Even though a person has physically committed an offence, there may be circumstances that prevented them from realising that they were committing a crime.
This is not the same as being ignorant of the law, however; a person who in all honesty did not know that it was an offence to steal a car could still be prosecuted for stealing one. This is known as a mistake of law, and in these circumstances, the defendant will still be liable because it is up to the individual to understand the law, and whether or not their actions would be considered a violation.
In contrast, a mistake of fact defence becomes applicable when a person honestly believes in a set of facts that prevents them from realising what they are doing is an offence.
So, for example: a shopper puts ten items in her basket. She pays, but she has in fact only been charged for nine of her items, something that has escaped the attention of both our shopper and the shopkeeper. As she leaves the shop, she has the bad luck to be stopped by a security guard, who checks her receipt and realises the error. But although she has technically stolen the items, she may not be considered liable because she honestly believed that all the items had been paid for.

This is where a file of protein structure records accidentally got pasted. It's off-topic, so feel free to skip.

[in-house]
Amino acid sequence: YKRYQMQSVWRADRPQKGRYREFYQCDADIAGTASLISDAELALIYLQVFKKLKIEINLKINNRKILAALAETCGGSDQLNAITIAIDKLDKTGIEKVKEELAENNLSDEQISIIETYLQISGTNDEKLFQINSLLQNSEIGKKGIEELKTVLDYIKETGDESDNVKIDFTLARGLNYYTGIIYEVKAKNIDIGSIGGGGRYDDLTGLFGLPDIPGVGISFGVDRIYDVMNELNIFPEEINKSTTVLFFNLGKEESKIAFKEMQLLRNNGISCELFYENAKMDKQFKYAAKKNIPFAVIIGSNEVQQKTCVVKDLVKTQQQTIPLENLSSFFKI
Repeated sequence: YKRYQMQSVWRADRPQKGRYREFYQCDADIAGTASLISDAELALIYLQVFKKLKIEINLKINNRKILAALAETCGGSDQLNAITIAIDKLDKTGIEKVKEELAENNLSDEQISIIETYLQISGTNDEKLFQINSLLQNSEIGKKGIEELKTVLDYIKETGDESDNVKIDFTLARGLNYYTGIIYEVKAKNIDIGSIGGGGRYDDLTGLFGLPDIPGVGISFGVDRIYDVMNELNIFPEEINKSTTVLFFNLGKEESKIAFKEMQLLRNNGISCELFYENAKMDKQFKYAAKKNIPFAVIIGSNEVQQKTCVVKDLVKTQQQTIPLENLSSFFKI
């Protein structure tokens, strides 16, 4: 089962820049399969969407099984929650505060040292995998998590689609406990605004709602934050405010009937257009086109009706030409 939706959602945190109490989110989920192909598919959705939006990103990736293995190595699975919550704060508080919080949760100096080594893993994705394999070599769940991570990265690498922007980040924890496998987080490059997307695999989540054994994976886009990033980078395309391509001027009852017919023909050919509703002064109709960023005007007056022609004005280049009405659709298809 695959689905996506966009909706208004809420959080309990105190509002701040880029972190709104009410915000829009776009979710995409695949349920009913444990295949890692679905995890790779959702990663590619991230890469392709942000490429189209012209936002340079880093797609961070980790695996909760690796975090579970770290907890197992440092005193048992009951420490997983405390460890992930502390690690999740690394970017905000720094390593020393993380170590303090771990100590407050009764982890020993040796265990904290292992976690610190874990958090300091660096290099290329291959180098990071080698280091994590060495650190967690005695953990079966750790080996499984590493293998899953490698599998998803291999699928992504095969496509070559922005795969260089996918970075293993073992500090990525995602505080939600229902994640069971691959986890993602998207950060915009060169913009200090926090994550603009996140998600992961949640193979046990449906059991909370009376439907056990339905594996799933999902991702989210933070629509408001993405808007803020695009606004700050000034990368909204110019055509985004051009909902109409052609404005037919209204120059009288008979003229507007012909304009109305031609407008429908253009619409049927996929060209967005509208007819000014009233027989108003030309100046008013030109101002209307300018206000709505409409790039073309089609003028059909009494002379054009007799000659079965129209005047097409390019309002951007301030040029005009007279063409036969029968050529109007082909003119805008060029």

However, just honestly believing in a set of facts is not always a defence. It may be that although the defendant honestly held a set of beliefs that led them to commit an offence, these set of beliefs were unreasonable in the first place.
Another example. An employee of a gas company comes to your house to check your meter. But you, in all honestly, believe the employee to be a burglar and you defend your property by assaulting the employee. Now, you may have honestly believed that it was necessary to use force to protect yourself and your property, but these beliefs will be considered unreasonable if the employee was say, in uniform.
There are some instances where a mistake of fact, which was based on honest and reasonable beliefs, cannot be used as a defence; these are usually in cases of sexual offence, which are known as strict liability offences.
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